It’s not a stretch to say that the faction that provides the greatest material support to al Qaeda at this point is the U.S. and its closest allies. That is true even as al Qaeda continues to be paraded around as the prime need for the ongoing war. 

Don't worry if you feel confused.  You're meant to feel that way.


Sitting While Black

Video of a South Carolina sheriff’s deputy manhandling a student in a high school classroom has added to simmering racial tensions among parents.

The video shows a school monitor reported to be Ben Fields – who is also a Richland county sheriff’s deputy, confronting a black female student.

When she refuses to leave her seat in a classroom at Spring Valley High, he tells her: “I’ll make you.” He wraps his arm around her neck, flips her desk backward, then drags her across the floor. He arrested both the girl, and a male student.

The sheriff’s department has placed Fields on administrative leave while it investigates the case.

[...]

Fields has a history of alleged aggression during arrests. According to federal court papers a man named Carlos Martin sued Fields for pepper spraying him and roughing up his wife after he pulled his car into a parking lot playing loud music. The suit ended in Fields’s favor.

  Guardian
I can't help but think that the paucity of real consequences for police shootings and other brutality encourages more of the same.

It's quite a jarring video.

...but hey, do what you want...you will anyway.

Surprise! Senate Vote Today

Because your government does not have enough control over you:
The Senate Intelligence Committee advanced a terrible cybersecurity bill called the Cybersecurity Information Sharing Act of 2015 (CISA) to the Senate floor last week. The new chair (and huge fan of transparency) Senator Richard Burr may have set a record as he kept the bill secret until Tuesday night.

[...]

This fatally flawed bill must be stopped. It's not a cybersecurity, but a surveillance bill.

[...]

CISA marks the fifth time in as many years that Congress has tried to pass "cybersecurity" legislation.

[...]

Last year, President Obama signed Executive Order 13636 (EO 13636) directing the Department of Homeland Security (DHS) to expand current information sharing programs. In February, he signed another Executive Order encouraging regional cybersecurity information sharing and creating yet another Cyber Threat Center.

[...]

Aside from its redundancy, the Senate Intelligence bill grants two new authorities to companies. First, the bill authorizes companies to launch countermeasures (now called "defensive measures" in the bill) for a "cybersecurity purpose" against a "cybersecurity threat." "Cybersecurity purpose" is so broadly defined that it means almost anything related to protecting (including physically protecting) an information system, which can be a computer or software. The same goes for a "cybersecurity threat," which includes anything that "may result" in an unauthorized effort to impact the availability of the information system.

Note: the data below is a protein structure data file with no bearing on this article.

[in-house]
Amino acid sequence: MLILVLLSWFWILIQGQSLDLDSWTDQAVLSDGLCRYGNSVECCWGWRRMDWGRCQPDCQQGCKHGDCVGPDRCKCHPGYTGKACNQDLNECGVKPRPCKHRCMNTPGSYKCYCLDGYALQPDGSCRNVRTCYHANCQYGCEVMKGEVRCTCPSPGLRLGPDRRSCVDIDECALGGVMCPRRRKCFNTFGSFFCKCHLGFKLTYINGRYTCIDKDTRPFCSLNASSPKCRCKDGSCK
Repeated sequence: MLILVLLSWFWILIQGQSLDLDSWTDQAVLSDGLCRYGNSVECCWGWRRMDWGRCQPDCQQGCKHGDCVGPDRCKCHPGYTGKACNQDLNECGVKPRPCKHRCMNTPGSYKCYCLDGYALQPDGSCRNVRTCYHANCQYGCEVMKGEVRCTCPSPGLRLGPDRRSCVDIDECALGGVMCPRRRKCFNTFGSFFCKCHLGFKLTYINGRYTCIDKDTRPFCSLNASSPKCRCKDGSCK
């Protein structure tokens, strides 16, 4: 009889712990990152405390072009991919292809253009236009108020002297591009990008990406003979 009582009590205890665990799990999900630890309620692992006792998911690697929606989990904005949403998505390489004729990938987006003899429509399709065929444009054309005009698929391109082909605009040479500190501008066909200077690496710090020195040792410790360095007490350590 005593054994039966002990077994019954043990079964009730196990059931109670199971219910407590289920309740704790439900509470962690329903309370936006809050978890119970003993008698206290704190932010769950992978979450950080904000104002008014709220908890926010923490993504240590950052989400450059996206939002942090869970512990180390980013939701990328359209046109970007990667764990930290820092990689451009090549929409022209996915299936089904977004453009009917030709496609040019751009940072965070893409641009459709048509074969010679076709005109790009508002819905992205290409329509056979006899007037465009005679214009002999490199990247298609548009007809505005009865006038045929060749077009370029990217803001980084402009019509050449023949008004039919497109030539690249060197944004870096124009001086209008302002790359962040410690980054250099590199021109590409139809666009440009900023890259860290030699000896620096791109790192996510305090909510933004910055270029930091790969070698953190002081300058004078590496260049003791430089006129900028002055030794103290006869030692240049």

[...]

Second, the bill adds a new authority for companies to monitor information systems to protect an entity's hardware or software. Here again, the broad definitions could be used in conjunction with the monitoring clause to spy on users engaged in potentially innocuous activity. Once collected, companies can then share the information, which is also called “cyber threat indicators,” freely with government agencies like the NSA.

[...]

Its new role in the bill mandates DHS send information to agencies—like the NSA—"in real-time." The bill also allows companies to bypass DHS and share the information immediately with other agencies, like the intelligence agencies, which ensures that DHS's current privacy protections won’t be applied to the information.

[...]

Once the information is sent to any government agency (including local law enforcement), it can use the information for reasons other than for cybersecurity purposes.

  EFF
They wouldn't do that, would they?

I suspect this is one of those times when they need to make a law to cover something they're already doing. And I don't understand why they're so secretive about it. The majority of US citizens would surely scrap the constitution in order to give law enforcement agencies any powers they say they need to catch terrorists AND criminals. Well, certain KINDS of criminals.
The bill also retains near-blanket immunity for companies to monitor information systems and to share the information as long as it's conducted according to the act. Again, "cybersecurity purpose" rears its overly broad head since a wide range of actions conducted for a cybersecurity purpose are allowed by the bill. [...] It remains to be seen why such immunity is needed when just a few months ago, the FTC and DOJ noted they would not prosecute companies for sharing such information.
And with TPP, corporations would essentially be the supreme law.  All they need then is to have their own armies. Hmmm....come to think of it, during the Occupy protests, I do believe there were army-geared police standing guard in front of a bank or three.

Mission accomplished.

...but hey, do what you want...you will anyway.

 UPDATE  6:00pm:

UPDATE: 12/19/15 - CISA passed the House handily.

Monday, October 26, 2015

Spies